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I shattered it.
I let the sand and the glass explode in splinters at my feet, and the dark redwood get caught in the fabrics of my pajama pants. Maybe now, with the hourglass broken, time can finally stop mocking me in the darkness, and my body will allow me to sleep.
When I turned 4, she painted the universe on my body and put me in black jeans and black long sleeve shirt she painted just the same, and we went outside and asked my neighbors for candy until my voice was dry and my arms were tired from carrying such a load. It was a cruel trick for the night to play on the universe, but I had quite the treats in my pockets. She flipped the hourglass before we went out. But my mother would not let me look in the mirror. Instead, she simply told me that I looked like the sky, and she pointed to the meteor shower above my head and told me I was the universe as beautiful as what I stared at.
She told me she’d never seen my eyes sparkle that way before.
The hourglass was my mothers’. She had put it in my green room before I was born, and flipped it every night at six p.m. She would do this until the day I was born. When the sand was just starting to fall at 6:03 in the stormy sunset evening was I starting to be born. When the sand was just starting to stop at 6:57 in the rain soaked dark evening I was crying for the first time.
Every night, my mother would flip the hour glass at six p.m. She would tell me stories of the warriors that fought for their little girls with dollies and their little boys with books simply because they loved them. She would tell me these battles sometimes lasted the flipping of twelve glasses, and sometimes last only half of a glass.
When I was nineteen, she flipped it the hour before my high school graduation. When I was nineteen she collapsed on the floor before the sand ran out. When I was nineteen, she never made it to my high school graduation.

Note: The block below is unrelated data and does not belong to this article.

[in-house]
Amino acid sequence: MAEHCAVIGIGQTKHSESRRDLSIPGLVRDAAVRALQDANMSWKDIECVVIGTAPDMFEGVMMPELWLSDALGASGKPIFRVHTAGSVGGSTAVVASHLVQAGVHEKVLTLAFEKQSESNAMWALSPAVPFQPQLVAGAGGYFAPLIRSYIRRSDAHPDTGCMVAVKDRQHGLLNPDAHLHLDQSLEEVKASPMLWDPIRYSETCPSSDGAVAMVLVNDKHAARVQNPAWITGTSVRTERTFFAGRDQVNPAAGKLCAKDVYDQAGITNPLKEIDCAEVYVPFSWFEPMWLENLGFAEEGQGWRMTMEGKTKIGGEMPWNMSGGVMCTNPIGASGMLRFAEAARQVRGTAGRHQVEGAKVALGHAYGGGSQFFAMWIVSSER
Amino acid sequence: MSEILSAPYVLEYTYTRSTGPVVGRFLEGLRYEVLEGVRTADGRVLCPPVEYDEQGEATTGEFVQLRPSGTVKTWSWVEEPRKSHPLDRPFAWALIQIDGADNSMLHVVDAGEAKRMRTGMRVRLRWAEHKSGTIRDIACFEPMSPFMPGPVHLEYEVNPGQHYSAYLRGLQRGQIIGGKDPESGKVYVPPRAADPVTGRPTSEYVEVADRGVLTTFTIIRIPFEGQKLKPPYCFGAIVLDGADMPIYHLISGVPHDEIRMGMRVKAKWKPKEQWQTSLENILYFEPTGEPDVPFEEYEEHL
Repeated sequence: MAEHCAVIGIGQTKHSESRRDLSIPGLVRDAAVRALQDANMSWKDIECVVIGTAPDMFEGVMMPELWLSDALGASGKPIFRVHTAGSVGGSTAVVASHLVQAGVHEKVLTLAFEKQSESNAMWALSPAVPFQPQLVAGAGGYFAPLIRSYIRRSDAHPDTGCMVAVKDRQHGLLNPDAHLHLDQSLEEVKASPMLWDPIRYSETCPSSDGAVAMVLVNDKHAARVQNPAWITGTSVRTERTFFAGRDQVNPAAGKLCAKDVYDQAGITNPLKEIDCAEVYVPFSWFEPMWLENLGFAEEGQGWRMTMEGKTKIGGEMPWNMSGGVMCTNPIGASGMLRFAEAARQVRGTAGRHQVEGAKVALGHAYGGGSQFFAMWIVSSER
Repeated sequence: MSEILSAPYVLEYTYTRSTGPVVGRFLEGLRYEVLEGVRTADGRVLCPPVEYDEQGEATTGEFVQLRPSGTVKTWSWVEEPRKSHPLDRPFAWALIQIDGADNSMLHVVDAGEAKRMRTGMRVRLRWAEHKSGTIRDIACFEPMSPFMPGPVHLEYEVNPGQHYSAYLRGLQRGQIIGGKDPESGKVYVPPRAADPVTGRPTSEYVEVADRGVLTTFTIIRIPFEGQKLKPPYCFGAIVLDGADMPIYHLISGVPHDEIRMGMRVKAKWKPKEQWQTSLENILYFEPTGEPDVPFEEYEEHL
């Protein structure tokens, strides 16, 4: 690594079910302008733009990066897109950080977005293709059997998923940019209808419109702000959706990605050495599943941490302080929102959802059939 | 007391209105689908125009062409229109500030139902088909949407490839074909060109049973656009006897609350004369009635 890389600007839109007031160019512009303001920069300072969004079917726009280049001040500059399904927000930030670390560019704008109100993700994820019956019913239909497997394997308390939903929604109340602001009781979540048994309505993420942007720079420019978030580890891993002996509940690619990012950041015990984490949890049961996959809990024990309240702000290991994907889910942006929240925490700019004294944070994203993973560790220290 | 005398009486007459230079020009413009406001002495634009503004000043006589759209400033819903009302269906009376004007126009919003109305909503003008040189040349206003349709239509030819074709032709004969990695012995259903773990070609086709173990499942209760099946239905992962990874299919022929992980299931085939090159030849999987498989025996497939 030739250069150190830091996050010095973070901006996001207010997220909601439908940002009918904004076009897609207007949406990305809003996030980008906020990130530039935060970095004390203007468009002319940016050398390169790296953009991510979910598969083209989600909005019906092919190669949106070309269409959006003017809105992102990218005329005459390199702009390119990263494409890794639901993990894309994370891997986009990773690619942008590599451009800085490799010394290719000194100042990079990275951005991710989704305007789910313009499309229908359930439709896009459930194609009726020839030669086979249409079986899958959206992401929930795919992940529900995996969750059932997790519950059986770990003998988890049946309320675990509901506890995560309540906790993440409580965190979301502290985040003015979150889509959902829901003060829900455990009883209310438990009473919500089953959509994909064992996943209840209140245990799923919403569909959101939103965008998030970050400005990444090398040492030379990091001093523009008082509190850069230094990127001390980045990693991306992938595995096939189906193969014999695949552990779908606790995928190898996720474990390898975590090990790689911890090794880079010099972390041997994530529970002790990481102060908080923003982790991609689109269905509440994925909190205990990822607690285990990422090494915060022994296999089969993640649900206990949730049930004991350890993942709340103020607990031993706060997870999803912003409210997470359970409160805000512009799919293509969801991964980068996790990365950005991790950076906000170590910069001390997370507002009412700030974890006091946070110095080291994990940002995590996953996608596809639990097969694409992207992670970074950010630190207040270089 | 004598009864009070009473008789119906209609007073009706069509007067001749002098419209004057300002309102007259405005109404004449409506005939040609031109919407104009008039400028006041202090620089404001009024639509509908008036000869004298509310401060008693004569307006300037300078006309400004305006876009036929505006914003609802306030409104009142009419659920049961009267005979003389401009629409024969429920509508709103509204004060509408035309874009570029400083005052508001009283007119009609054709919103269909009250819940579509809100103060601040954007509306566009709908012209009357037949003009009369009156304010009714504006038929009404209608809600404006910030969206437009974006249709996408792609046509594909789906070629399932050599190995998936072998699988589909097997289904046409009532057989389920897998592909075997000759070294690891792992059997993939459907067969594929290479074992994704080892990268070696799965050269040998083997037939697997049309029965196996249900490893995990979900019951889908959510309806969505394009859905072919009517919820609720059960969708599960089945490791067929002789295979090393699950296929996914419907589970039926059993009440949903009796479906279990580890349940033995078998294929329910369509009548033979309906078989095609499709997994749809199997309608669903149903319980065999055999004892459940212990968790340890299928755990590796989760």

When I was seven, she took me to get my first pair of glasses, because it was determined I could not see anything close to me. When I got my glasses I felt like I could count every bit of sand that fell between the waist of the timekeeper. I, however, couldn’t count past one hundred anyway.
When I was eighteen, she flipped the hourglass before she took my picture for senior prom. My date wore a mint green dress and black heels. Her eyes were brown and her lips were pink, like my neck soon would be when I would wake up, along with purple and blue.
I am twenty. The hourglass has sat, gathering dust, for one year and one hour.
The shattered glass and splintered wood sits at my feet.
I was nineteen. I waited and waited. I prayed. I never pray.
I was nineteen. The hourglass had finished running.
I’ve given up on whatever kept me here.
She nicknamed me time and time again when I was young. Confidence. Hope. Wish.
All these things she said I had.
My nicknames are meaningless now. I’ve given up on waiting. I’ve given up on praying. I’ve given up on hoping and wishing that she’ll come back.
It was all pointless. Useless.
The hourglass is in shambles at my feet. The sand is being washed away by the pounding ran as it swishes down the concrete. Everything is gone now. I’m like the first piece of sand that fell. Just drowned.